|Posted by Melissa Houston on August 12, 2011 at 2:55 PM|
I had trouble coming up with a title for this blog entry. It could be read: "verifying" history or verifying "history". I have been working on comparing the speech P.T. Barnum gave before the Connecticut legislature in support African-American suffrage as recorded in his autobiography with newspaper articles published about the speech. In truth there is no way to verify an autobiography for it will always contain the point of view of the writer (be it right or wrong). But many would argue that newspapers are much the same!
In any event, it has been interesting to note that the bulk of the text is the same in P.T. Barnum's 1873 autobiography and the Hartford Daily Courant article published May 25th, 1865. Two of the interesting differences have appeared in the texts. The first is the lack of Connecticut towns specifically mentioned in the autobiography version of the speech. Perhaps Barnum was seeking a large audience with his autobiography and so putting in Wallingford and Milford simply doesn't make sense. By the same token, what was said by or about representatives from Connecticut would be very interesting to readers of the Hartford Daily Courant.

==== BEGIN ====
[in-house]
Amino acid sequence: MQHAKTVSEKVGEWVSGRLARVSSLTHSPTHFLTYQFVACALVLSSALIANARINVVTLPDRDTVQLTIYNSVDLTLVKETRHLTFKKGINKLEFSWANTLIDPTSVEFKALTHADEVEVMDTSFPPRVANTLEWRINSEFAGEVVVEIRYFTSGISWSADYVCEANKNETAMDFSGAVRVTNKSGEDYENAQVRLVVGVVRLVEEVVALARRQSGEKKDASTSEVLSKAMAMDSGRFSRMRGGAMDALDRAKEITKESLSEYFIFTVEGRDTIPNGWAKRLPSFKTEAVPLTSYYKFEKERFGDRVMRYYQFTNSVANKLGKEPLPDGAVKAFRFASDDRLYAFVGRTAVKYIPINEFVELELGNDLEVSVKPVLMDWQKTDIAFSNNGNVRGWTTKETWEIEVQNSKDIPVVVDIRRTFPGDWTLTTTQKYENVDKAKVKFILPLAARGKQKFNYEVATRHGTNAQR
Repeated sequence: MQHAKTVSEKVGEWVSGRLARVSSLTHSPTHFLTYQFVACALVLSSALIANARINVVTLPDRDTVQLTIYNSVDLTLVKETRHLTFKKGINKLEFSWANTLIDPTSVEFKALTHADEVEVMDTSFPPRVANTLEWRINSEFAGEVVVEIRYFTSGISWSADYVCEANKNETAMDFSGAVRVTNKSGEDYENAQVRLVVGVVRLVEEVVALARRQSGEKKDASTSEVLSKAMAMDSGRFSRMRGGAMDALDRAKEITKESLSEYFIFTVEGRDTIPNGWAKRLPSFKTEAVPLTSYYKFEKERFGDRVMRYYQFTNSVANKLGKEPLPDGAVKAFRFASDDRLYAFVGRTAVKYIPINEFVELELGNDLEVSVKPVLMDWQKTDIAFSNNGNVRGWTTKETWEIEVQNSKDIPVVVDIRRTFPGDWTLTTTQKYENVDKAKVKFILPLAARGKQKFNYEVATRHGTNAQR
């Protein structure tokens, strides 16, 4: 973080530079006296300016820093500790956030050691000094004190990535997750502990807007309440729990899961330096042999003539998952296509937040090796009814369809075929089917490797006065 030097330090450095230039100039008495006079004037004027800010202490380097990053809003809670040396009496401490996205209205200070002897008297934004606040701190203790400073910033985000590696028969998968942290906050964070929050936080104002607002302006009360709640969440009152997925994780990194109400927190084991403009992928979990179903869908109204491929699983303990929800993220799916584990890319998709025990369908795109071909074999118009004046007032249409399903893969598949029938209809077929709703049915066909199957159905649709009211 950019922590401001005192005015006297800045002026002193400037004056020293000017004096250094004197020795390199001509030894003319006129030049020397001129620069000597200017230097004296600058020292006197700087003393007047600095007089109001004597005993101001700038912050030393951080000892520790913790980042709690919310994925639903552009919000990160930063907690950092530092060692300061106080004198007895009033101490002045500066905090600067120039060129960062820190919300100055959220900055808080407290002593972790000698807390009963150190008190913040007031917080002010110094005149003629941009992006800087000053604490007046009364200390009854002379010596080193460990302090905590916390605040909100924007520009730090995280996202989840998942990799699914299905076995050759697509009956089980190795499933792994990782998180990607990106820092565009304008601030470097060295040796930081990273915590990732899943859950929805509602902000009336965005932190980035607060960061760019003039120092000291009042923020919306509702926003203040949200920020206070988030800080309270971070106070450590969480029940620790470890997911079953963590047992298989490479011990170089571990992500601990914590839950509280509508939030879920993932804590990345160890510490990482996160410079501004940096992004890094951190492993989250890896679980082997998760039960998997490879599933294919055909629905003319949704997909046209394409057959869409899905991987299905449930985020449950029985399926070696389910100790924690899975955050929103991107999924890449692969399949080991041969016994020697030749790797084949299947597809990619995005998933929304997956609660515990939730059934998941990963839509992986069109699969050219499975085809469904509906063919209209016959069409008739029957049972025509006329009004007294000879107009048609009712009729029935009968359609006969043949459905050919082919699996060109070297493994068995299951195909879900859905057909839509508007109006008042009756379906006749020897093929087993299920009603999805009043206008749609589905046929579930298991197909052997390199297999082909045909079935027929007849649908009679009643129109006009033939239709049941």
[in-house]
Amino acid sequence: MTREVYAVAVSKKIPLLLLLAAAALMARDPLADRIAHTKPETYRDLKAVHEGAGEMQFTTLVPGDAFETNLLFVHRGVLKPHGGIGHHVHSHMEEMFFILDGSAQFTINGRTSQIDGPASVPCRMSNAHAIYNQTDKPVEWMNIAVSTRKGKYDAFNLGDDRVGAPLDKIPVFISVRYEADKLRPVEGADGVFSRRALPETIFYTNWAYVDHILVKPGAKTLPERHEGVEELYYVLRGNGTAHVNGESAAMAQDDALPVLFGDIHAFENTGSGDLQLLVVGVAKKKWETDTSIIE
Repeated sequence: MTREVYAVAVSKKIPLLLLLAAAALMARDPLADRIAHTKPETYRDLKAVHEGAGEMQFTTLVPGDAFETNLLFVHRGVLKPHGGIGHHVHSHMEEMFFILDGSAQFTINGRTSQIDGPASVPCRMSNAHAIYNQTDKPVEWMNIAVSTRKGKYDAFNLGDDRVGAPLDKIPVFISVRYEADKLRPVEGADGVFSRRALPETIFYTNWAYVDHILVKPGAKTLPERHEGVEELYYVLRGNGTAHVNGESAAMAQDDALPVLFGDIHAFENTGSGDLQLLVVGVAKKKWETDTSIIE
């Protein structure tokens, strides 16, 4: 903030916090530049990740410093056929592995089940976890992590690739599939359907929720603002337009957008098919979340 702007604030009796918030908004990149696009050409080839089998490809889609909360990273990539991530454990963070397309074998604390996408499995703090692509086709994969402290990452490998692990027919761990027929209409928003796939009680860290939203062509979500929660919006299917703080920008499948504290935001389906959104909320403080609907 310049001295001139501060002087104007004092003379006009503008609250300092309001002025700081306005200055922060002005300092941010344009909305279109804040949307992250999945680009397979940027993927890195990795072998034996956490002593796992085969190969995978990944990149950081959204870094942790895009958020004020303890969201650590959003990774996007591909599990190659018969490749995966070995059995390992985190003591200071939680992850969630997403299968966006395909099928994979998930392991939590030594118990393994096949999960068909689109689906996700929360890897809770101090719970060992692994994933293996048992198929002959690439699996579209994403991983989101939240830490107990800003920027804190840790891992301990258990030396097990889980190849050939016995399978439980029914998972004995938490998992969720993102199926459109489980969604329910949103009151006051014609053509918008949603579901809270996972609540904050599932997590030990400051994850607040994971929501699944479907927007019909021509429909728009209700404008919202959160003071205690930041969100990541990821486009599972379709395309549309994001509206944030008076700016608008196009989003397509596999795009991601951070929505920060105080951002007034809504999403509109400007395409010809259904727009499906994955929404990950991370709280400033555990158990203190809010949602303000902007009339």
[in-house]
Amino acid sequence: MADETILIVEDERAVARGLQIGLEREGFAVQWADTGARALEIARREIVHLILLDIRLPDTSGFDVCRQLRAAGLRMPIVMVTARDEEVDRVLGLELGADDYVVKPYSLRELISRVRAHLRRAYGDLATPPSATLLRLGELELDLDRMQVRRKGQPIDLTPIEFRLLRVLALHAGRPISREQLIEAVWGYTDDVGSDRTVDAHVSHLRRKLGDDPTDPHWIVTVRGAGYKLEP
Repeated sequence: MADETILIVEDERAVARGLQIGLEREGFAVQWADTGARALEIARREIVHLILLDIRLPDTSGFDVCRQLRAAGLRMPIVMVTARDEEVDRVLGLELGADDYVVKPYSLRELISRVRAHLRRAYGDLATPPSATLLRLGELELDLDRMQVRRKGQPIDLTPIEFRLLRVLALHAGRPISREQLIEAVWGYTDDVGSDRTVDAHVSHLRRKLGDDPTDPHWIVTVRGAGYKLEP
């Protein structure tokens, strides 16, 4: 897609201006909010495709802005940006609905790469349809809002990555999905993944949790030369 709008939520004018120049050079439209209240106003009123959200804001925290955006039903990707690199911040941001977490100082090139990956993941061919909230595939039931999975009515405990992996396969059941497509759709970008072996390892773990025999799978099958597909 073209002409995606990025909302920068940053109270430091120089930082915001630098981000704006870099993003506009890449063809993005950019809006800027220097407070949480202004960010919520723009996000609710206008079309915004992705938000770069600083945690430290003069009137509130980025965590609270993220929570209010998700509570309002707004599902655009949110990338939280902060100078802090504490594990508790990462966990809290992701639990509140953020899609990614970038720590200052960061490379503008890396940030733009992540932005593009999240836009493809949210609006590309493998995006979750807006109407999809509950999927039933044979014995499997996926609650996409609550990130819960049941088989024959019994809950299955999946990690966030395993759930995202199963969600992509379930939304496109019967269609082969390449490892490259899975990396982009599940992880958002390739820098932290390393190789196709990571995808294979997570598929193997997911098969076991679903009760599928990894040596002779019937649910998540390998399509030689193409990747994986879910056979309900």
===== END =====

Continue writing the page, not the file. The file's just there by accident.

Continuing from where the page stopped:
The revision of Barnum's statement concerning the North's role in slavery is also very dramatic. To point out one example; he goes from saying "Connecticut was willing to eat her share of Southern dirt" in the article to saying "The North wanted Southern cotton and the South was ready in turn to buy from the North" in his autobiography! Needless to say, P.T. Barnum was not a supporter of slavery and was in fact a vocal advocate for African-American suffrage and rights.
Categories: All Things Barnum